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This course focuses on the theories behind web fonts: what makes a good font, why different fonts look the way they do, and how fonts affect the look of a web page. Author Laura Franz covers common tasks, including downloading a font from an online source such as Typekit or Font Squirrel, implementing the font in HTML and CSS, and changing the size and line-height to improve the readability of text. The course also covers different periods of type design and explores the history behind handwritten fonts, text fonts (used for large amounts of text), and display fonts (used for headlines).
Now that we've picked Open Sans as our Humanist Sans Serif font, let's use it in our site. Start by opening the original verdana_site. Let's open it in our Text Editor. I'll right-click, and let's save it as open_sans_tk -- let's use the Typekit font for this -- _site, and you can save it right in the original folder since we won't be overwriting anything.
And then now, let's open that in the Browser as well. Right-click and we can see it's still in Verdana, we haven't added our new font yet. So let's go to Typekit, and if you're not logged in you'll want to do that first. And then let's launch our Kit Editor. We need to remove one of the fonts, let's remove Museo Slab and then we'll find our new font, Open Sans and we can add that to our kit.
Now in the kit, let's grab the Light, we've been using that for our H1 and H3 headings, and we'll need the Regular and Italic for text, and the Semi-Bold Italic we've been using for that sentence about the Bay Road businesses and then Bold for H4 headings, and I don't think we need the Bold-Italic so we don't need to use that. Let's go ahead and publish the Kit so changes are official and we'll need our embed code. We can copy that and then back in the Text Editor, paste it as the first item in the head of your HTML.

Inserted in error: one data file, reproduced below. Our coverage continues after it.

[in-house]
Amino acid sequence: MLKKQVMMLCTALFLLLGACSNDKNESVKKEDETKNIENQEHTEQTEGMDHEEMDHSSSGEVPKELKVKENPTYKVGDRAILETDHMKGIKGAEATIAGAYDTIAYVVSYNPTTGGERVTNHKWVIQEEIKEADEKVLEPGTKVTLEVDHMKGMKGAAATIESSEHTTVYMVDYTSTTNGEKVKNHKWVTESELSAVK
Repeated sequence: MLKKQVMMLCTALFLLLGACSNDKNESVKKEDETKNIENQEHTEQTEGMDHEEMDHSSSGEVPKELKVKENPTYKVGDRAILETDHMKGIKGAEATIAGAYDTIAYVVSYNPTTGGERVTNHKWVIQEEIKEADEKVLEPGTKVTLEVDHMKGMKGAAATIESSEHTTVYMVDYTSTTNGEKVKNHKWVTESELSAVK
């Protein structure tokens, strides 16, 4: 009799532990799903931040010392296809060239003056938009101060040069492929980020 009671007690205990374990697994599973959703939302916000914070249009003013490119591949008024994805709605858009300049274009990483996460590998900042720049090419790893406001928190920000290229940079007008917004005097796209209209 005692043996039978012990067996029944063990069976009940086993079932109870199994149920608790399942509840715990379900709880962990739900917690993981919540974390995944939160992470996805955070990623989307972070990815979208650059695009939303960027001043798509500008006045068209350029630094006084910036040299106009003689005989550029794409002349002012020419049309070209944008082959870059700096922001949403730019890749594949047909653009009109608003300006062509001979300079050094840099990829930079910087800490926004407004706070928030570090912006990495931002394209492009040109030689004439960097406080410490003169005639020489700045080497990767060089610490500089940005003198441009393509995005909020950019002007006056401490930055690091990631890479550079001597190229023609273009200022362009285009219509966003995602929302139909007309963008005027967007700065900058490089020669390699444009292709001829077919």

Save that, and back in Typekit. You can see we're using five weights and styles, so we are going to need to include the variation-specific font family names so that these weights and styles will work with Internet Explorer. Let's see here. We'll start with the Regular, copy this, back in our document. We can add that right to the font family for our universal selector, make sure you put a Comma (,) in there. So now our text, anything that is not told otherwise, will come in as the 400 weight, normal style Open Sans.
Next we need to add the correct variance throughout the page. Take a moment to add the variation-specific font family names throughout the document. Remember to use the 300 weight for the H1 and H3, and the Italic 600 weight for the strong element. If you need a refresher on how to do this I covered it in the chapter on Venetian Fonts. When you're done, meet me back here. Okay, your variation-specific font family names should be in your CSS.
Let's scroll down so you can see the ones that I've put in, in case you need to take a look at them. Now let's make sure our document is saved and on our server. Save it, and there it is. And we can view it in the Browser. You'll have to get it from your server, mine is at goodwebfonts. We can name it open_sans_tk_site, and there we are. It looks great.
It looks perhaps maybe a little bit too small. It's readable, but I think it could be a pixel bigger and I think it might be because Open Sans, even though it has the same structure as Verdana, it's a little bit lighter. So let's go back into the CSS portion of our HTML and make a couple of quick changes here. We'll change the universal selector to 15 on 22. H1, we will change to 31 on 33.
The H2, we'll change to 17 on 17. The H3, we'll change to a 24 on 24. The H4 can go up to 16 on 16, and I always like the quote to be a little bit bigger, so let's go ahead and do that at 16 and we can keep it at 22. Let's change our acronym as well, AM and PMs. Go ahead and save this.
We'll need to re-upload it to the server, and then back in the Browser we can refresh, and that looks good. It looks maybe a little bit big now but at the smaller size it looked a little bit too small. That is one of the problems working with Web Type is, unfortunately, we can't work with one-half pixels. But either size is fine and it looks like the chunking looks good, the hierarchy looks good, the italic semi-bold is beautiful there so I think that we are all set.
As I said, neither size would be wrong whether we have everything one pixel smaller or kept it at this size, neither one is wrong or bad. It's just a matter of finding the best visual balance possible.
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